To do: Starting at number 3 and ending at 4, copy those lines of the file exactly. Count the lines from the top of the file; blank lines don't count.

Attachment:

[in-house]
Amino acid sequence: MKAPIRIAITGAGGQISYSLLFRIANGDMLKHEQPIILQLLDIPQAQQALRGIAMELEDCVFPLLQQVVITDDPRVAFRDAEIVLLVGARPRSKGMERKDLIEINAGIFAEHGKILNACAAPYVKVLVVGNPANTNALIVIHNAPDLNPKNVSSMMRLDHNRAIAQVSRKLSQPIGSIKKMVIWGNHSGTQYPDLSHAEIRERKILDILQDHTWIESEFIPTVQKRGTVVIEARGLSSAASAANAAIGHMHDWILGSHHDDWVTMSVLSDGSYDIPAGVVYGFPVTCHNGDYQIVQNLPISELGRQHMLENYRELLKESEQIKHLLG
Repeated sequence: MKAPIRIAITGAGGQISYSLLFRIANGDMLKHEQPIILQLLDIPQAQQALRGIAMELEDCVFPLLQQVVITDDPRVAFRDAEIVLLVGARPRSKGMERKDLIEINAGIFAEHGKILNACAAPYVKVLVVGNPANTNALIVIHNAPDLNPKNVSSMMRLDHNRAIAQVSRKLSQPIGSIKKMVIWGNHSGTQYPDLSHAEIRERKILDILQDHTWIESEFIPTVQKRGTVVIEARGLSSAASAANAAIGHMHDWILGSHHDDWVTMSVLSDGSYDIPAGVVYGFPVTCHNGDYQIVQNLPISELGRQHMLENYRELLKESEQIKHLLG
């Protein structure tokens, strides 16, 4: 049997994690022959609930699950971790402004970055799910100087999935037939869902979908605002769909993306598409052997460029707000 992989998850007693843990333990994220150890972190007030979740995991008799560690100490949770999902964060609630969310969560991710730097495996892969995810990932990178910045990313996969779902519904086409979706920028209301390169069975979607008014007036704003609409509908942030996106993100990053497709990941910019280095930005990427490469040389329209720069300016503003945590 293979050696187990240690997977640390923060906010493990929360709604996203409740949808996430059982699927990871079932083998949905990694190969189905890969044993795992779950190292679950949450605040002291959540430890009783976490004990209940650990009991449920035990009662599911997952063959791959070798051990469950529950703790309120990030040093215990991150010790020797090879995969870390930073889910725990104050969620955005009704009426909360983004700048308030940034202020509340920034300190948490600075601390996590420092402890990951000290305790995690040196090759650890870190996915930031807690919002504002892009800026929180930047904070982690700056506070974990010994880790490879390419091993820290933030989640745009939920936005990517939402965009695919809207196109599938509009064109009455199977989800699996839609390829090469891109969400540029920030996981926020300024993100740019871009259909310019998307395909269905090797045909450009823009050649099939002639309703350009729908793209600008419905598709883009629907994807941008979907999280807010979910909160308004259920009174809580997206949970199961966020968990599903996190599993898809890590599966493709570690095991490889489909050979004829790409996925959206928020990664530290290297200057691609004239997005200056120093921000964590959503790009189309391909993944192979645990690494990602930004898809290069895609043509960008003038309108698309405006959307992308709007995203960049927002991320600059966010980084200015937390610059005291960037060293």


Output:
Repeated sequence: MKAPIRIAITGAGGQISYSLLFRIANGDMLKHEQPIILQLLDIPQAQQALRGIAMELEDCVFPLLQQVVITDDPRVAFRDAEIVLLVGARPRSKGMERKDLIEINAGIFAEHGKILNACAAPYVKVLVVGNPANTNALIVIHNAPDLNPKNVSSMMRLDHNRAIAQVSRKLSQPIGSIKKMVIWGNHSGTQYPDLSHAEIRERKILDILQDHTWIESEFIPTVQKRGTVVIEARGLSSAASAANAAIGHMHDWILGSHHDDWVTMSVLSDGSYDIPAGVVYGFPVTCHNGDYQIVQNLPISELGRQHMLENYRELLKESEQIKHLLG
């Protein structure tokens, strides 16, 4: 049997994690022959609930699950971790402004970055799910100087999935037939869902979908605002769909993306598409052997460029707000 992989998850007693843990333990994220150890972190007030979740995991008799560690100490949770999902964060609630969310969560991710730097495996892969995810990932990178910045990313996969779902519904086409979706920028209301390169069975979607008014007036704003609409509908942030996106993100990053497709990941910019280095930005990427490469040389329209720069300016503003945590 293979050696187990240690997977640390923060906010493990929360709604996203409740949808996430059982699927990871079932083998949905990694190969189905890969044993795992779950190292679950949450605040002291959540430890009783976490004990209940650990009991449920035990009662599911997952063959791959070798051990469950529950703790309120990030040093215990991150010790020797090879995969870390930073889910725990104050969620955005009704009426909360983004700048308030940034202020509340920034300190948490600075601390996590420092402890990951000290305790995690040196090759650890870190996915930031807690919002504002892009800026929180930047904070982690700056506070974990010994880790490879390419091993820290933030989640745009939920936005990517939402965009695919809207196109599938509009064109009455199977989800699996839609390829090469891109969400540029920030996981926020300024993100740019871009259909310019998307395909269905090797045909450009823009050649099939002639309703350009729908793209600008419905598709883009629907994807941008979907999280807010979910909160308004259920009174809580997206949970199961966020968990599903996190599993898809890590599966493709570690095991490889489909050979004829790409996925959206928020990664530290290297200057691609004239997005200056120093921000964590959503790009189309391909993944192979645990690494990602930004898809290069895609043509960008003038309108698309405006959307992308709007995203960049927002991320600059966010980084200015937390610059005291960037060293």